An ordinary mattress may not relieve pressure points that often lead to poor circulation and painful joints. Many therapeutic mattresses are made with a polyurethane material referred to as memory foam. Memory foam is thicker than the typical layers of padding used for ordinary mattresses. The material used for a therapeutic mattress is more resilient as well. When designed for therapeutic purposes, a memory foam mattress will accommodate the curves of a person's body and allow the spine to maintain a natural position.

Therapeutic bedding may also include mattress toppers made of memory foam or latex. A therapeutic mattress topper is placed on top of an existing mattress. The bed topper may provide additional support to an older mattress or make a very firm mattress feel softer and more comfortable.

Although memory foam and natural latex foam are the most popular materials used for therapeutic mattresses, another option is something referred to as a gel overlay mattress. The gel overlay mattress is typically placed on top of an existing mattress. It is often secured to a mattress using ties or elastic. The support of an overlay topper is made possible by a gel compound that is compressed between the foam core and exterior covering.

Pressure-relieving bubble pads are sometimes used when creating therapeutic mattresses. Bubble-padded mattresses often use various pressure control settings. Air chambers may be incorporated into this type of therapeutic mattress.

A powered therapeutic mattress will typically have an automatic controller. This allows the user to control positioning of the mattress without having to get out of bed. The electric-powered therapeutic mattress may have an additional option of heat.

The Health Board is dedicated to providing accurate and trustworthy information. We carefully select reputable sources and employ a rigorous fact-checking process to maintain the highest standards. To learn more about our commitment to accuracy, read our editorial process.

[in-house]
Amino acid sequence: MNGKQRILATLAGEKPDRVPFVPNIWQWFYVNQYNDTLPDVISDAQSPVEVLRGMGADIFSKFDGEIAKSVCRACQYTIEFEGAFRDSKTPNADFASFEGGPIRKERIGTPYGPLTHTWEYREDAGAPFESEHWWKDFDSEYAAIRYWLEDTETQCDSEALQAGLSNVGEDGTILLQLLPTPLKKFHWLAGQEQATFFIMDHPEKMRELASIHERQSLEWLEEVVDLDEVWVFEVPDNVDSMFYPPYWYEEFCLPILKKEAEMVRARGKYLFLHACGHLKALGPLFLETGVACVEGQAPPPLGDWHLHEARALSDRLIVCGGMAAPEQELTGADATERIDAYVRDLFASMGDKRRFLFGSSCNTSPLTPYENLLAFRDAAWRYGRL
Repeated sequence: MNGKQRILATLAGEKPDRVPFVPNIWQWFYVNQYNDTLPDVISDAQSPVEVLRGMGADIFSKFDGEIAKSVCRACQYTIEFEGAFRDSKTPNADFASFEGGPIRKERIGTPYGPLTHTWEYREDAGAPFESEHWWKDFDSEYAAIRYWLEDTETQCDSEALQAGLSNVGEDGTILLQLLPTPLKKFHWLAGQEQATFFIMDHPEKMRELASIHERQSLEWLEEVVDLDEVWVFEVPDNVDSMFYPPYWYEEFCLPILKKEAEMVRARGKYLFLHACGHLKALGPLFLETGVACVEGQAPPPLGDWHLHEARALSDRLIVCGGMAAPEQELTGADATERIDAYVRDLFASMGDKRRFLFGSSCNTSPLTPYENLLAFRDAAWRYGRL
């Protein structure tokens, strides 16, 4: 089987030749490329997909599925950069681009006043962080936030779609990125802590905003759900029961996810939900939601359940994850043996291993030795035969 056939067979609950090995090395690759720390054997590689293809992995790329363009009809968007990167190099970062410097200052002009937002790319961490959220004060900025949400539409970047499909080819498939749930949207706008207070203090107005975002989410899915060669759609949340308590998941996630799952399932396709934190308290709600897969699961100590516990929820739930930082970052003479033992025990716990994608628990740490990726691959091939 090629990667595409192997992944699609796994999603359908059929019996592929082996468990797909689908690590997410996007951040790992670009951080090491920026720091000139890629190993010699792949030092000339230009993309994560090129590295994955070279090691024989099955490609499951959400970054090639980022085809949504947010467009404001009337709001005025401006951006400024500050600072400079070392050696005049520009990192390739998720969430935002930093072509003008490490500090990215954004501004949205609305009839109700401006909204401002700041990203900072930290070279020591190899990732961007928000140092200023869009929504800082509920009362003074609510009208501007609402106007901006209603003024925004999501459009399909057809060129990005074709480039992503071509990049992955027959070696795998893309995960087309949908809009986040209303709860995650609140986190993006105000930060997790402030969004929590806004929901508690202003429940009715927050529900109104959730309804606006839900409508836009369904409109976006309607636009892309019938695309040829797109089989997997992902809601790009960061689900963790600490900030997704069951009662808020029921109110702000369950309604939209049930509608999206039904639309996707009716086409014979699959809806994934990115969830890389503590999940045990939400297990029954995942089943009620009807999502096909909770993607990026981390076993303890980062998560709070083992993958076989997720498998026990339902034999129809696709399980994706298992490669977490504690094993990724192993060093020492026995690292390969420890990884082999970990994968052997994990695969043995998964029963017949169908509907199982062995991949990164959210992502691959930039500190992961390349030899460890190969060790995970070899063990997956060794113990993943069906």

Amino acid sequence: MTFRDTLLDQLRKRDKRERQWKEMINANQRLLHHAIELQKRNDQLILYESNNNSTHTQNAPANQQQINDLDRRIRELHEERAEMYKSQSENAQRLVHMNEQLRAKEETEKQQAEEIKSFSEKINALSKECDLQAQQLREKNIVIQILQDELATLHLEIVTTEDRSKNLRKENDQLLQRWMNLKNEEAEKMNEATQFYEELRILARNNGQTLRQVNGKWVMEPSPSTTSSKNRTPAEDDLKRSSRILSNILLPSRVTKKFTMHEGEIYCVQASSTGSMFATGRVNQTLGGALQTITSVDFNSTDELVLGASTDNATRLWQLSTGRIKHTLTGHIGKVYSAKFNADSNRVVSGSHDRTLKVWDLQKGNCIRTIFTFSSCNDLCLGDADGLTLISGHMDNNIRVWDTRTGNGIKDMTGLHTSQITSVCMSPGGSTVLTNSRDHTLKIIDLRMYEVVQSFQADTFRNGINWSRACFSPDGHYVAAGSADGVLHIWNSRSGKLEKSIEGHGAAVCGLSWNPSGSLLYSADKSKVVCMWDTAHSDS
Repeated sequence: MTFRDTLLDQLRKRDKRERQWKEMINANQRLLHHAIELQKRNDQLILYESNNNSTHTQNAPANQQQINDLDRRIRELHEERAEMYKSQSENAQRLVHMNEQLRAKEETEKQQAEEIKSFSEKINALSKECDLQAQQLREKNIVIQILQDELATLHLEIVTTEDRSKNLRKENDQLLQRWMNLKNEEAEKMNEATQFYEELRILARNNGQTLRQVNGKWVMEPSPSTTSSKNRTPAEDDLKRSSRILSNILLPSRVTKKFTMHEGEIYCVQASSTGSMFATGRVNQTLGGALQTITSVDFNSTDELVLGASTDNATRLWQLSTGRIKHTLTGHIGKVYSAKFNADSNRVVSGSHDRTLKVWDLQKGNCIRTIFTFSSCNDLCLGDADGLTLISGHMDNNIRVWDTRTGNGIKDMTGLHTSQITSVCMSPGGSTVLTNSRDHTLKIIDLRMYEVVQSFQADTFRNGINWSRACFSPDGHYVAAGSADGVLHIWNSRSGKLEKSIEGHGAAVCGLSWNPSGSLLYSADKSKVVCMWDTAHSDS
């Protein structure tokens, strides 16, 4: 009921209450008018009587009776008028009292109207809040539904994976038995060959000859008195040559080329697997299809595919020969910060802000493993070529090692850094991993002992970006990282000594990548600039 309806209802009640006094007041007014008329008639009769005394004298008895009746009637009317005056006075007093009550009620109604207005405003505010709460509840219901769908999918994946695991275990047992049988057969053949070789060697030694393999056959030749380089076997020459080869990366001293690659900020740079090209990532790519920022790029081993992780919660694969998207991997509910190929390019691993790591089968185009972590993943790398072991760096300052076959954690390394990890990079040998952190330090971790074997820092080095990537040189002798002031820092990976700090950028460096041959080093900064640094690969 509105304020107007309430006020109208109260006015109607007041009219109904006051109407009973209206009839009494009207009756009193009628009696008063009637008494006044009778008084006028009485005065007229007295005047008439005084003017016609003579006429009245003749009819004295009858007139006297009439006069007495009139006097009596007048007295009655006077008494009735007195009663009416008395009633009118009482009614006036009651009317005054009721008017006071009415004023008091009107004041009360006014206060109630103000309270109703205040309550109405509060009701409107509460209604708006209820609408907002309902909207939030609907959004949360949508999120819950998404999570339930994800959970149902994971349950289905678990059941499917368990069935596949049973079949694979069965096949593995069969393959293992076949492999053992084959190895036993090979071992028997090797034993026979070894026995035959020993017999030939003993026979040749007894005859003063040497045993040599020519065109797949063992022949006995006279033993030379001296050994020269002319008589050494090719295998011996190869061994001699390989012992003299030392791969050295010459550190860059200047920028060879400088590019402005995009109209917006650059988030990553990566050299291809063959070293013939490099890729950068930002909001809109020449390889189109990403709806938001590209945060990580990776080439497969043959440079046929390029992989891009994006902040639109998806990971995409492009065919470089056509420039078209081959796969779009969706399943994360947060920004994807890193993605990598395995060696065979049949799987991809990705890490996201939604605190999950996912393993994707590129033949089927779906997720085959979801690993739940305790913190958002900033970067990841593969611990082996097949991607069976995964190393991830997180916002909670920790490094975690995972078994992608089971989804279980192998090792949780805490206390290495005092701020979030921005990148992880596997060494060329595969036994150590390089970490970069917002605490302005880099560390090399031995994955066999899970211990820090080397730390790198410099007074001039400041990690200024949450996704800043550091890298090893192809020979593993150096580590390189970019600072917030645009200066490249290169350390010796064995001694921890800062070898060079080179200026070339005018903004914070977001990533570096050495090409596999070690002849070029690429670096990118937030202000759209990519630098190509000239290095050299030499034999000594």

Discussion Comments

By donasmrs — On Apr 10, 2014

We just bought a therapeutic mattress for my toddler. It's made of a combination of foam and cushion materials. She had become fussy at night lately, would not fall asleep easily and wake up frequently. The doctor suggested buying a therapeutic mattress and it has actually worked. I guess her old mattress was not giving her back the support it needs.

This mattress is also great because it is non-flammable, hypoallergenic, non-toxic and waterproof. So it's best for children.

By candyquilt — On Apr 10, 2014

@ZipLine-- I use a therapeutic memory foam topper and I do recommend it if you have a firm bed.

A memory foam topper provides soft comfort for the spine by taking on its shape at night. So the spine can be in a natural healthy position and rest. The only issue is that if you have a very soft bed, you might not benefit from the topper as much as you could. If your bed is firm then the topper will soften it a little bit and help your back adjust better.

Also, you should do some research before buying a therapeutic topper as they come in different sizes with different qualities. I for example use a two inch egg crate style topper made of ventilated memory foam. If you can, visit a store that sells beds and bed accessories to compare different toppers and try them if you can.

Mattress toppers are not very cheap but most therapeutic mattresses are made of similar material, so it is still a cost friendly alternative to buying a new mattress.

By ZipLine — On Apr 09, 2014

I really need a therapeutic mattress but I can't afford one right now. So I think I will get a therapeutic mattress topper meanwhile to reduce my back pain.

Does anyone here use a therapeutic mattress topper? Which type do you have?

The Health Board, in your inbox

Our latest articles, guides, and more, delivered daily.

The Health Board, in your inbox

Our latest articles, guides, and more, delivered daily.